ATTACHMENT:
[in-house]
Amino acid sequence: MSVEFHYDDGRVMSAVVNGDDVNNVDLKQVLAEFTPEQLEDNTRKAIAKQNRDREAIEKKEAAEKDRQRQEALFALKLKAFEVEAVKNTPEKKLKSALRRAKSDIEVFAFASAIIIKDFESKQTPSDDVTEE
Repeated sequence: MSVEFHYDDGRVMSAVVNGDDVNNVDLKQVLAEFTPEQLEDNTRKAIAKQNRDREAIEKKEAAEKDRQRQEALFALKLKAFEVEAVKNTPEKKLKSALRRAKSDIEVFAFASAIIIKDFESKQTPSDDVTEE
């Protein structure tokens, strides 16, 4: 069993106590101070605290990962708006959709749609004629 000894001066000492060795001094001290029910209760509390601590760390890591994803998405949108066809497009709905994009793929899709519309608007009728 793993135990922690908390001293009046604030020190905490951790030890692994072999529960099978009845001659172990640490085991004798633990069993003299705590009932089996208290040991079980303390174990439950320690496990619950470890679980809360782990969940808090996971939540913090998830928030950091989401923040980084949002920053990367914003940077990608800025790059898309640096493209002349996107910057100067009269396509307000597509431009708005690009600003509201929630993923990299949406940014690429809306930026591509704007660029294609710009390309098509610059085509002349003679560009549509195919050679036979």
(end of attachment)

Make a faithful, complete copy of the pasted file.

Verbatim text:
[in-house]
Amino acid sequence: MSVEFHYDDGRVMSAVVNGDDVNNVDLKQVLAEFTPEQLEDNTRKAIAKQNRDREAIEKKEAAEKDRQRQEALFALKLKAFEVEAVKNTPEKKLKSALRRAKSDIEVFAFASAIIIKDFESKQTPSDDVTEE
Repeated sequence: MSVEFHYDDGRVMSAVVNGDDVNNVDLKQVLAEFTPEQLEDNTRKAIAKQNRDREAIEKKEAAEKDRQRQEALFALKLKAFEVEAVKNTPEKKLKSALRRAKSDIEVFAFASAIIIKDFESKQTPSDDVTEE
């Protein structure tokens, strides 16, 4: 069993106590101070605290990962708006959709749609004629 000894001066000492060795001094001290029910209760509390601590760390890591994803998405949108066809497009709905994009793929899709519309608007009728 793993135990922690908390001293009046604030020190905490951790030890692994072999529960099978009845001659172990640490085991004798633990069993003299705590009932089996208290040991079980303390174990439950320690496990619950470890679980809360782990969940808090996971939540913090998830928030950091989401923040980084949002920053990367914003940077990608800025790059898309640096493209002349996107910057100067009269396509307000597509431009708005690009600003509201929630993923990299949406940014690429809306930026591509704007660029294609710009390309098509610059085509002349003679560009549509195919050679036979």